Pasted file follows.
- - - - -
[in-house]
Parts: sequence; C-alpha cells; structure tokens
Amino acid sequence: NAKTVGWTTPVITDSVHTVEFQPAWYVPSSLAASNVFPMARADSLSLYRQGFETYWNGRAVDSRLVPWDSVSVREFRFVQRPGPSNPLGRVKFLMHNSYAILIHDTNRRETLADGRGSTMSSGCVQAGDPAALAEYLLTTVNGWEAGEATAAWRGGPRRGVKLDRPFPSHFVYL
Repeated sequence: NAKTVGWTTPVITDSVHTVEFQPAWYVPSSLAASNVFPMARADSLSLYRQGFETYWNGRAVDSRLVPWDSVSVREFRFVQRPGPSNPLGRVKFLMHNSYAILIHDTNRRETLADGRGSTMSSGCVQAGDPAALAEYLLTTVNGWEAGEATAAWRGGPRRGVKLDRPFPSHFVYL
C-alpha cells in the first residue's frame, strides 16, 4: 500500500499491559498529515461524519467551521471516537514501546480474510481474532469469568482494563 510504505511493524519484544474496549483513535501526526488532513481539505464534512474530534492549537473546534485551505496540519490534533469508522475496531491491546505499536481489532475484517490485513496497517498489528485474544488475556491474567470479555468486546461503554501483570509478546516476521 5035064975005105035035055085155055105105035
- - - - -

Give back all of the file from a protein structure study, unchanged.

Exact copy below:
[in-house]
Parts: sequence; C-alpha cells; structure tokens
Amino acid sequence: NAKTVGWTTPVITDSVHTVEFQPAWYVPSSLAASNVFPMARADSLSLYRQGFETYWNGRAVDSRLVPWDSVSVREFRFVQRPGPSNPLGRVKFLMHNSYAILIHDTNRRETLADGRGSTMSSGCVQAGDPAALAEYLLTTVNGWEAGEATAAWRGGPRRGVKLDRPFPSHFVYL
Repeated sequence: NAKTVGWTTPVITDSVHTVEFQPAWYVPSSLAASNVFPMARADSLSLYRQGFETYWNGRAVDSRLVPWDSVSVREFRFVQRPGPSNPLGRVKFLMHNSYAILIHDTNRRETLADGRGSTMSSGCVQAGDPAALAEYLLTTVNGWEAGEATAAWRGGPRRGVKLDRPFPSHFVYL
C-alpha cells in the first residue's frame, strides 16, 4: 500500500499491559498529515461524519467551521471516537514501546480474510481474532469469568482494563 510504505511493524519484544474496549483513535501526526488532513481539505464534512474530534492549537473546534485551505496540519490534533469508522475496531491491546505499536481489532475484517490485513496497517498489528485474544488475556491474567470479555468486546461503554501483570509478546516476521 5035064975005105035035055085155055105105035